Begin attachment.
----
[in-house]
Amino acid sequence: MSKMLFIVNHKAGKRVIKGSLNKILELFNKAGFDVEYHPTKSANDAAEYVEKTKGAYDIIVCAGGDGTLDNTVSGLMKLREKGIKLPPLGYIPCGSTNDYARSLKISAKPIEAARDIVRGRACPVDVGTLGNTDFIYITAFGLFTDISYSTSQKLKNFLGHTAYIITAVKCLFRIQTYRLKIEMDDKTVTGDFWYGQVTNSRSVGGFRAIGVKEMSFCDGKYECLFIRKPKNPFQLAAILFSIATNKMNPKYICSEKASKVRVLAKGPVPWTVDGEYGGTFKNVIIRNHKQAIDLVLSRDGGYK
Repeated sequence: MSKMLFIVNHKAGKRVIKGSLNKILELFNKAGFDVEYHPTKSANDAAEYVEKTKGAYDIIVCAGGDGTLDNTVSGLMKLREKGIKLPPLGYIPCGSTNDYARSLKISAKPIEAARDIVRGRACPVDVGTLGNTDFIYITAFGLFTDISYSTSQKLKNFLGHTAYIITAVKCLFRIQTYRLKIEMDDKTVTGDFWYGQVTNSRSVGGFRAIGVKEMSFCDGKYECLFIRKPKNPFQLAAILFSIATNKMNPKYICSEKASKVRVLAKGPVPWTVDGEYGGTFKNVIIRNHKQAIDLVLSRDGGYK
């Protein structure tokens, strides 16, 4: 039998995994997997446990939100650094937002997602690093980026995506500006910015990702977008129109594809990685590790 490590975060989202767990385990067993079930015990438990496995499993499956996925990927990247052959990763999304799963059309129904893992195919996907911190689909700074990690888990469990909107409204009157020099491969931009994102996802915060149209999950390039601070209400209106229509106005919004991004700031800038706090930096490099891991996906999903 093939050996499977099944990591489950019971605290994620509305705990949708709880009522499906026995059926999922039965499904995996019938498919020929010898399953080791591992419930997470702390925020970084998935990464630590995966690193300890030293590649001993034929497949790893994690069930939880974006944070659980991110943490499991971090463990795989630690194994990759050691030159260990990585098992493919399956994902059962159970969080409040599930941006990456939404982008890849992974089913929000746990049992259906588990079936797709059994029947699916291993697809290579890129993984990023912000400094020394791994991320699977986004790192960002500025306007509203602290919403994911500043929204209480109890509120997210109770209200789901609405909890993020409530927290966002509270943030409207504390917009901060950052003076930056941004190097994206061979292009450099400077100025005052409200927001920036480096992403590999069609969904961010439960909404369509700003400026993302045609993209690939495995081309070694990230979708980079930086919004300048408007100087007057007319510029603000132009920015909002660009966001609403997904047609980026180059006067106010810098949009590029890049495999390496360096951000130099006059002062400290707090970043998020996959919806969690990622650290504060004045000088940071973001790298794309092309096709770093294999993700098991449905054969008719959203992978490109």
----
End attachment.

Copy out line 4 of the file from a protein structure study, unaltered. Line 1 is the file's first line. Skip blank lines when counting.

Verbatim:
């Protein structure tokens, strides 16, 4: 039998995994997997446990939100650094937002997602690093980026995506500006910015990702977008129109594809990685590790 490590975060989202767990385990067993079930015990438990496995499993499956996925990927990247052959990763999304799963059309129904893992195919996907911190689909700074990690888990469990909107409204009157020099491969931009994102996802915060149209999950390039601070209400209106229509106005919004991004700031800038706090930096490099891991996906999903 093939050996499977099944990591489950019971605290994620509305705990949708709880009522499906026995059926999922039965499904995996019938498919020929010898399953080791591992419930997470702390925020970084998935990464630590995966690193300890030293590649001993034929497949790893994690069930939880974006944070659980991110943490499991971090463990795989630690194994990759050691030159260990990585098992493919399956994902059962159970969080409040599930941006990456939404982008890849992974089913929000746990049992259906588990079936797709059994029947699916291993697809290579890129993984990023912000400094020394791994991320699977986004790192960002500025306007509203602290919403994911500043929204209480109890509120997210109770209200789901609405909890993020409530927290966002509270943030409207504390917009901060950052003076930056941004190097994206061979292009450099400077100025005052409200927001920036480096992403590999069609969904961010439960909404369509700003400026993302045609993209690939495995081309070694990230979708980079930086919004300048408007100087007057007319510029603000132009920015909002660009966001609403997904047609980026180059006067106010810098949009590029890049495999390496360096951000130099006059002062400290707090970043998020996959919806969690990622650290504060004045000088940071973001790298794309092309096709770093294999993700098991449905054969008719959203992978490109």